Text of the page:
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It’s easy to say that we can solve contemporary problems so long as we don’t forget the past, but the Russian curators have made this statement paradoxically strong and clear with the slogan of “Russia’s past, our present." In this way, at "Fair Enough" there is a way out for every obstacle, and it can be found in the long (and controversial) history of Russian Architecture.

Speaking to the point of storage, the Russian Federation answers with the already existing Dacha, the traditional cottages used as second homes that became popular during the Soviet era. In response to an attack or a disaster, there's Ark-Stroy; a super-strong housing system designed for the USSR’s Ministry of Atomic Energy and built in the Tulskaya neighborhood of Moscow. Such "solutions" allow the viewer to rethink stigmas and genuinely reconsider the recycling of "old" ideas.

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As the exhibition continues, it showcases more interesting examples of decoration from the monumental Moscow subway, educational methods for children, influences of Russian architecture abroad and the stunning works by Suprematist artist and designer El Lissitzky, just to name a few. In each section it's possible to find promotional materials like leaflets, brochures and catalogues, all of course designed perfectly in sync with the expo-like environment.

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Also worth noting is the work coordinated by Maria Kosareva, as she’s been able to recreate different graphic styles according to the content and the historic period of reference. Thankfully, for all design enthusiasts in attendance, she even included Russia's curious, historic graphic nightmares: arrows, yellow letters with shadows, dreadful fonts and overly saturated pictures of smiling people. Regardless of portion of the exhibition visited, Russia's contribution is one not to miss.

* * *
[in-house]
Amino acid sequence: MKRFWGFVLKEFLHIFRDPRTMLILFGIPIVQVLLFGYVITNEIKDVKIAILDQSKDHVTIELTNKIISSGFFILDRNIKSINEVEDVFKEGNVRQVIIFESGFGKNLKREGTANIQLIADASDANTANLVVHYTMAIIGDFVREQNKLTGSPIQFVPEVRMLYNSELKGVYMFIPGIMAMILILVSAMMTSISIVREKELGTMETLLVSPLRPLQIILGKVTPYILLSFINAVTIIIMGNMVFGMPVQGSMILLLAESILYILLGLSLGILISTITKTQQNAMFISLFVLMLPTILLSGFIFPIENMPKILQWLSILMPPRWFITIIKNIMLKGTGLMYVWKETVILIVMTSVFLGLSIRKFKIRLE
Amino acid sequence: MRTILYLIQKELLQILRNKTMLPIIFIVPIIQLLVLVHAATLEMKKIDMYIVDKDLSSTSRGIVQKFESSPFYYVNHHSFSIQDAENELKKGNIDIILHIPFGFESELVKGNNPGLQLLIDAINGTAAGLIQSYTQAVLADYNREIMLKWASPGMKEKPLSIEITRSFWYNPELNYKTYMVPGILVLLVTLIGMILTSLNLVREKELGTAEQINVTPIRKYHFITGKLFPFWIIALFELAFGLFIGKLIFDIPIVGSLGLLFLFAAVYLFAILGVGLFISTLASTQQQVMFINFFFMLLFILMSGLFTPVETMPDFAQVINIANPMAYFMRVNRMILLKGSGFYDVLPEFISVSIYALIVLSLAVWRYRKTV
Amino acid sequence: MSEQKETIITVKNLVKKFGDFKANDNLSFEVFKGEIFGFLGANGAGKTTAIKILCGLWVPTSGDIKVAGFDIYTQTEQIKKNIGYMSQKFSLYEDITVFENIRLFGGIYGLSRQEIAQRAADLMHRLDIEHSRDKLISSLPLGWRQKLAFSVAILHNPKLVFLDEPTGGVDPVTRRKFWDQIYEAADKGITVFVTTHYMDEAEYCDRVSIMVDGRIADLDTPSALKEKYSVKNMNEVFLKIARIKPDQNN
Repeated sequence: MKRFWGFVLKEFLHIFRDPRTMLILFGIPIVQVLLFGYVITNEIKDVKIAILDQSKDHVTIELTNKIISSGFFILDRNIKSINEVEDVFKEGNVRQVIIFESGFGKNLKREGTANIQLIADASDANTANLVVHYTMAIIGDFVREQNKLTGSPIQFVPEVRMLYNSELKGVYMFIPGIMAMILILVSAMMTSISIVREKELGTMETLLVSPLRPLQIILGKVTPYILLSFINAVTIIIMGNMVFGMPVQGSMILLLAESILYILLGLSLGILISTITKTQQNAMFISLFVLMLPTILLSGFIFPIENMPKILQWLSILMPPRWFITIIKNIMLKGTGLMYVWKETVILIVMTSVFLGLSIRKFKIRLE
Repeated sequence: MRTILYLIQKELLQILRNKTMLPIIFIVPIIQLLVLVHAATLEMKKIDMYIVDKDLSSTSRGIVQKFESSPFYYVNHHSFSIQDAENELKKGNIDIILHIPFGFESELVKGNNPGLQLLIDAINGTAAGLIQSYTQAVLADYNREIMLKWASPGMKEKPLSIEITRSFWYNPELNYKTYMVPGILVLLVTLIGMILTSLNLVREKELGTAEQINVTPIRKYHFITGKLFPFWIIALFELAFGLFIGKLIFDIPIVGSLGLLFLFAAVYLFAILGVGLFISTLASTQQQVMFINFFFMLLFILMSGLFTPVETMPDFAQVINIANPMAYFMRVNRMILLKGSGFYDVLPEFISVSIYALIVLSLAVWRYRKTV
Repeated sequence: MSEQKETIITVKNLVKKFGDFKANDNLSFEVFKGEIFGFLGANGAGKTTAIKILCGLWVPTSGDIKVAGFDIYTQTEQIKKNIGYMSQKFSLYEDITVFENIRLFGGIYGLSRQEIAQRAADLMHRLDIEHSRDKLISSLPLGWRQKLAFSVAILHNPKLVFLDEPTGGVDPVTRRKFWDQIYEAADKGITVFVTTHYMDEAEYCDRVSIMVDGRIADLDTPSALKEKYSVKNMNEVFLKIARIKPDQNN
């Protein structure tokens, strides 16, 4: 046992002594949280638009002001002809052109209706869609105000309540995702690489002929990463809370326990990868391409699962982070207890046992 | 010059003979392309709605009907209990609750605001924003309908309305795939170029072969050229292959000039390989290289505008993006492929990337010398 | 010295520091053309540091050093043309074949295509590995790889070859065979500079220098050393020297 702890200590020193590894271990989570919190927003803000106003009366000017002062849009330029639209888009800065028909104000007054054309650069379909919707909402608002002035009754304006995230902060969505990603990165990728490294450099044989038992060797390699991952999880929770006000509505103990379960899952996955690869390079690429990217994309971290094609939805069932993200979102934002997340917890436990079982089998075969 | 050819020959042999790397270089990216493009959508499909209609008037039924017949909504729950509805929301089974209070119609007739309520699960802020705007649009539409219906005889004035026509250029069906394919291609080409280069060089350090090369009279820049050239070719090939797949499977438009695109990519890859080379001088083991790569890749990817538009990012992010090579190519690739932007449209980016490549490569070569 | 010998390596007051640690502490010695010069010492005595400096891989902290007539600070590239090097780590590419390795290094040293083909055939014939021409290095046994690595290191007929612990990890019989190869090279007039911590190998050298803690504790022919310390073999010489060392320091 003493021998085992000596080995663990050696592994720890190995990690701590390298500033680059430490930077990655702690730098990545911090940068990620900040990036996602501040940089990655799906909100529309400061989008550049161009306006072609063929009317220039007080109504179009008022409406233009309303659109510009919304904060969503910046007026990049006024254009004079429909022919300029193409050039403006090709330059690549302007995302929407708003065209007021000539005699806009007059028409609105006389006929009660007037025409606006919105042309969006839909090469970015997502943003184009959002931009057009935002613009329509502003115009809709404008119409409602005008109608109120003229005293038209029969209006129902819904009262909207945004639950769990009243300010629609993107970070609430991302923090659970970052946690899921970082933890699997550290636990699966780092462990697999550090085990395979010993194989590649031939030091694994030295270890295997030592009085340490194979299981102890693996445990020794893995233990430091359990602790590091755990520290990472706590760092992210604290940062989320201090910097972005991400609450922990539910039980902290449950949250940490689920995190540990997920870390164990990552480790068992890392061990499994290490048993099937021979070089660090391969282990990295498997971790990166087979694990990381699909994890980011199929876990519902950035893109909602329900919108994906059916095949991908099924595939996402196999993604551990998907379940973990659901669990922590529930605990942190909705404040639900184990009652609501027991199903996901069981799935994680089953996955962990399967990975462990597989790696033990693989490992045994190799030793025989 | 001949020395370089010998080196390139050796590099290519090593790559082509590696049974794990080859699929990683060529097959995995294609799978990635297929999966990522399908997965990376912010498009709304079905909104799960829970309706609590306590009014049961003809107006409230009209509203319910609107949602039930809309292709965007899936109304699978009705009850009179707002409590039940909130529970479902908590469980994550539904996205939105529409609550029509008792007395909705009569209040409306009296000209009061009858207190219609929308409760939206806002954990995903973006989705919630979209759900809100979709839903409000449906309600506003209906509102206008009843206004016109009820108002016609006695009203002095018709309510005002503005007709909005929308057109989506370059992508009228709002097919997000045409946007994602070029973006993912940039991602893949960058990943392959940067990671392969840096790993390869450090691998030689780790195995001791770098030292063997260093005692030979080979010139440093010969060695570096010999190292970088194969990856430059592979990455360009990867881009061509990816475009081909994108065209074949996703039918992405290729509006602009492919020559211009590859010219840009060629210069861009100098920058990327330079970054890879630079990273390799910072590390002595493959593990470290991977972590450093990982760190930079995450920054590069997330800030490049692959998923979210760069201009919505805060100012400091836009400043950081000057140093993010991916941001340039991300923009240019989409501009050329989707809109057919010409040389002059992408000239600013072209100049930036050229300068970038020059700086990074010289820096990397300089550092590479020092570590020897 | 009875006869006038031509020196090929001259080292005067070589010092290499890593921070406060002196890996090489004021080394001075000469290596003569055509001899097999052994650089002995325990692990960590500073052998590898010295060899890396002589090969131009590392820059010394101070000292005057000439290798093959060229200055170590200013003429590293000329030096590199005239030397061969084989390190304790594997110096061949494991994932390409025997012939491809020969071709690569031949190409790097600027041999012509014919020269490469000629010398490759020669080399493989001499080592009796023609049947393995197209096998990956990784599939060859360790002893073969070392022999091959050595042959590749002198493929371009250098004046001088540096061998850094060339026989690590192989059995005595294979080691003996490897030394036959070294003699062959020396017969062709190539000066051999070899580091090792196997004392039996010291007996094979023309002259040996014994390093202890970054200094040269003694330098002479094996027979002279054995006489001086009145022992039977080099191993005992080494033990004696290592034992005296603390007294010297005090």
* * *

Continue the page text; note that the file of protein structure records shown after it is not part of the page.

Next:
Second image courtesy of The Charnel House, all others courtesy of Venice Architecture Biennale

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Cycloc's Endo Wall Mount Bicycle Hanger

A clever, two-piece system for storing your bike inside

by Graham Hiemstra in Design on 29 August 2014

Bicycle Storage Systems, Bicycles, Design, Interiors, London, Storage

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In recent months, we've seen a few clever solutions to bicycle storage—from the sculptural copper Stasis to CLUG's 3D printed clip, though neither are readily accessible at the moment. Cycloc's Endo is, however. The two part system hooks the front wheel and supports the rear as both lie flat against the wall in an appealing vertical position. And, when not in use, the device lays flat against the wall, drawing minimal attention from your room's more considered decor—that is, unless you purchase one of the seven colors other than white or black. Made of a durable polypropylene, Endo works with conventional locks and is capable of supporting bikes up to 15 kilograms in weight, and up to 20 kilograms with the assistance of the floor as a third contact point.

Since 2006, London design studio Cycloc has offered numerous clever, colorful designs to solve various interior storage solutions, among other things. Visit their site for a closer look at the Eurobike award-winning Endo vertical storage unit, where it sells for £40.

Images courtesy of Cycloc